Saturday, October 10, 2015

The Importance of Getting Out

-By Vanessa Lemen

I've learned a lot from teaching, and one of the most curious things I've observed is how, even though students have committed to taking a class for a few weeks or months, it still can be difficult for them to allow themselves to try something new in that class – even when they've signed up in order to do just that. It's curious to me because I've always been on the opposite side of the coin with the belief that because it's a learning experience, there is room to try more things.

Especially in a facilitating environment (such as a painting class), you want to be open to the possibility of failure. The notion of expecting perfection on the first attempt or just fast results that come with ease is not something that's particularly challenging. Learning wasn't supposed to be easy. It requires effort and self-motivation, and your overall experience will be fuller because of it. When trying something new/different and it feels uncomfortable, that's when you're tapping into something that has the potential to be so many things. The possibilities are endless, as they say, and that's really an amazing place to be.

Learning is a form of personal change. To push back against learning something new because it's difficult speaks volumes about your own artificial mental boundaries, and honestly is just stifling your own growth. To stop when things become challenging is giving up, and knowing you gave up puts a huge amount of guilt on yourself eventually. There's an emotional investment that might feel difficult, but the satisfaction of accepting the challenge and pushing through is tenfold.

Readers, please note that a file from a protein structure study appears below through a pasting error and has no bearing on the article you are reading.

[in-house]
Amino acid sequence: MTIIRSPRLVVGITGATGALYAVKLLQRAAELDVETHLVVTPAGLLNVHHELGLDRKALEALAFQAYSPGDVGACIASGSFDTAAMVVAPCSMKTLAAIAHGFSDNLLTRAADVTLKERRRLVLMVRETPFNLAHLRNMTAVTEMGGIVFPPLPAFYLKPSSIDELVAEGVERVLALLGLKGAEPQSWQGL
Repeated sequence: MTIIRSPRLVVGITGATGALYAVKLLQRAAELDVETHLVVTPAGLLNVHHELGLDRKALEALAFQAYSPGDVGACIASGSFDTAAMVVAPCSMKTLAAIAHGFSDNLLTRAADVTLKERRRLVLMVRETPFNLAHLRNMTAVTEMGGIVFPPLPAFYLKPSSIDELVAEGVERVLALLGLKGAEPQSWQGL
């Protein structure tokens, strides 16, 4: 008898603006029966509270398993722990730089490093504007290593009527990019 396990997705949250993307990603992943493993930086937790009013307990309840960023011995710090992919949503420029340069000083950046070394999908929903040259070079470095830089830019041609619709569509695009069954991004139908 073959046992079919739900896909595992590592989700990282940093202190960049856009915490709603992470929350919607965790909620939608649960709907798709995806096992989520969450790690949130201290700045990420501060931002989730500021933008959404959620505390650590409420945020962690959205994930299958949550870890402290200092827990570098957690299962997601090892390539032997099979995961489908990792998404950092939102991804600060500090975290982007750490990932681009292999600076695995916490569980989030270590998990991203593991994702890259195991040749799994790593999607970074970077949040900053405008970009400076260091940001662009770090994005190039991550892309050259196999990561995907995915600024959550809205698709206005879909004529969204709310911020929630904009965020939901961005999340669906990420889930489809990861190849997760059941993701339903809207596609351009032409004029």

Try using doubt as a means of inspiration or ingenuity!

I've had students tell me that they're surprised at how slow and awkward they are in class, because at home when they work on their own projects, they're much faster and things come much easier. Basically, what they're doing is making a class-wide announcement that they are, in fact, “better” than what their class project would lead us all to believe. As if to say “Hey, everybody! I'm really not this bad!” This way of thinking is not productive, and is very limiting.

Projecting expectations of perfection onto your learning experience and onto your creative project can be a tremendous hindrance to your project's outcome and your overall well-being. The following are a few ways to think about getting out that will help to break through those productivity barriers.

Getting out of your comfort zone
You have to be willing to swim upstream. That is, to not only be willing to take risks, but to know that it might not be particularly easy when you do. In fact, I highly suggest doing what doesn't come naturally. You'll find that you will gain control by allowing yourself to be out of control.

The landscapes I see on a regular basis in my everyday surroundings definitely inform my painting and mark-making